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Jenny Schlecht

Jenny Schlecht


Jenny Schlecht is Agweek's editor. She lives with her husband and two daughters on a farm and ranch in Medina, North Dakota — a perfect vantage point for writing agriculture and rural news.

Jenny grew up on a farm and ranch outside Billings, Montana. She graduated from the University of Mary with a bachelor's degree in communications and a minor in psychology. She previously worked as a police and courts reporter and assistant city editor at the Bismarck (N.D.) Tribune.
Jenny can be reached at or 701-595-0425.

"Last year at this time, when we already were watching the U.S. Drought Monitor turn redder and redder every week, we would have danced with joy to see even one of the storms we've had this year. But right now, at this minute, can it please stop?"
Losing the bank in town seemed like it could be the beginning of the end for the community. Instead, it revealed that there are still some business leaders who believe in small towns.
A series of storms brought around 4 feet of snow to some parts of the region. While the storm and its aftermath continue to stress ranchers and cattle, there is optimism that it spells the beginning of the end of a dry cycle.
"I think this one could have been way worse, for a number of reasons."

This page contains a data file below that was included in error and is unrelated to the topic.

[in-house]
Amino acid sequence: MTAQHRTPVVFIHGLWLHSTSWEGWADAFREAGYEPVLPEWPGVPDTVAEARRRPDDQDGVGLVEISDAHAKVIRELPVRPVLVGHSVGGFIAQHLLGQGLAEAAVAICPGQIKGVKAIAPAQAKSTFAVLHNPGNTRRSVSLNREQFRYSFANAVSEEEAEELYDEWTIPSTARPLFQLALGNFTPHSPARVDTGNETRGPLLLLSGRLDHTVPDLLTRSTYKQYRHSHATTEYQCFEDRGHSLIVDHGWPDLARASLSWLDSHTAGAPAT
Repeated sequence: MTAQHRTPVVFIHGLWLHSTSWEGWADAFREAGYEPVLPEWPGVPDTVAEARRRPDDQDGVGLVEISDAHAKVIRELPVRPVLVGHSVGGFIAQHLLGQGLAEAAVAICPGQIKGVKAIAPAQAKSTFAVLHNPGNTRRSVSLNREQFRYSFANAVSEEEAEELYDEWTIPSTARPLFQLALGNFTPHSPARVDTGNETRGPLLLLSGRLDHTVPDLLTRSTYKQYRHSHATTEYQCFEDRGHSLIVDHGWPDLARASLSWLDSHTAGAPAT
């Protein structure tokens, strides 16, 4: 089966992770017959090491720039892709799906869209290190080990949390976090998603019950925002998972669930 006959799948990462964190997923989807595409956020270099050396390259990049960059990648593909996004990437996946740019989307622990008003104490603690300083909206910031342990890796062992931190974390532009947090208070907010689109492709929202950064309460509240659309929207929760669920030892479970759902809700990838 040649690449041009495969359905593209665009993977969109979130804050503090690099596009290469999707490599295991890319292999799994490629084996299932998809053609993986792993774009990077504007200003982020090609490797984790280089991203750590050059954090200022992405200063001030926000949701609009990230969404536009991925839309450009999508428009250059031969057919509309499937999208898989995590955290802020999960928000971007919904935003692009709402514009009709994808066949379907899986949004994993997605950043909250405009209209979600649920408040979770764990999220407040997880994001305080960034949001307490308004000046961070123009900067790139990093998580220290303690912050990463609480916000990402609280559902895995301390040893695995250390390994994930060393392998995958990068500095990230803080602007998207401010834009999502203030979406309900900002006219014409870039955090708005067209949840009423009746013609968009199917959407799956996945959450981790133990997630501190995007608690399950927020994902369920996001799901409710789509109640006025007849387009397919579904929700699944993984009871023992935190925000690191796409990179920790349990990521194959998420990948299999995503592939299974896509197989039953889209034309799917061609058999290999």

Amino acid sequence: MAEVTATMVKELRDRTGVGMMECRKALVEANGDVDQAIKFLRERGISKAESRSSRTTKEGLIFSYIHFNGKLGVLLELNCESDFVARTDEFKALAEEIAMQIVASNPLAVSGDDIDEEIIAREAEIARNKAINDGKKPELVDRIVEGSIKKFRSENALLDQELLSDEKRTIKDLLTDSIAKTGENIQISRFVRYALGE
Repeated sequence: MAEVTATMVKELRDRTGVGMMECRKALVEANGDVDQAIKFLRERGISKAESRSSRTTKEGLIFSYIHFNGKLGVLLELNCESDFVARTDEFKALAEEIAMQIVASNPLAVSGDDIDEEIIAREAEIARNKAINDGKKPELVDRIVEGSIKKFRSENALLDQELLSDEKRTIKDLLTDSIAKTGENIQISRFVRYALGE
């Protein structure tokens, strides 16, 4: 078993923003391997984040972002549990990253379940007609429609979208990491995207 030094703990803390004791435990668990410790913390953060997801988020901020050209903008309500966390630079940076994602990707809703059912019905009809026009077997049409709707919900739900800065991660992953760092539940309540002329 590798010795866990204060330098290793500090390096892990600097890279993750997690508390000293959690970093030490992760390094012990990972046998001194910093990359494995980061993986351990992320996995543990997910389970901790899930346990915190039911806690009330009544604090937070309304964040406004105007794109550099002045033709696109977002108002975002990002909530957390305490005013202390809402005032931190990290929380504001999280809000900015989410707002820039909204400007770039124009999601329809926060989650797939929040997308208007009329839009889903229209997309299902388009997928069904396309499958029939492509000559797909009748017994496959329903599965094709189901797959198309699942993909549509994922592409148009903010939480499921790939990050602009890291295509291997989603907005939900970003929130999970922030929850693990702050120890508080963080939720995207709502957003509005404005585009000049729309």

"When it comes down to it, all planting right now feels very 'prospective.' Something will go into the ground, but we don't know when and we don't completely know what. We're at the mercy of the weather, and we know well enough that we don't know what that will look like."
An unexpected crop of calves bring optimism for a good year.
The NCUA has revised its strategic plan to clarify that the agency will not take regulatory action based on “climate-related financial risks” to discourage credit unions from lending to “family farms and others in the agricultural sector as well as businesses tied to the fossil fuel industry.”
More than just learning how to evaluate livestock, youth participants in livestock judging are gaining real workforce development skills.
Russia and Ukraine are the biggest players in sunflower oil exports, and that means the conflict between the countries will have a big impact on the world sunflower market.
"We aren't likely to ever have labels that really tell the story about the deep origins of our food or the conditions under which they were produced. But don't be afraid to share a little of the reality of what it has taken to get your livestock to market."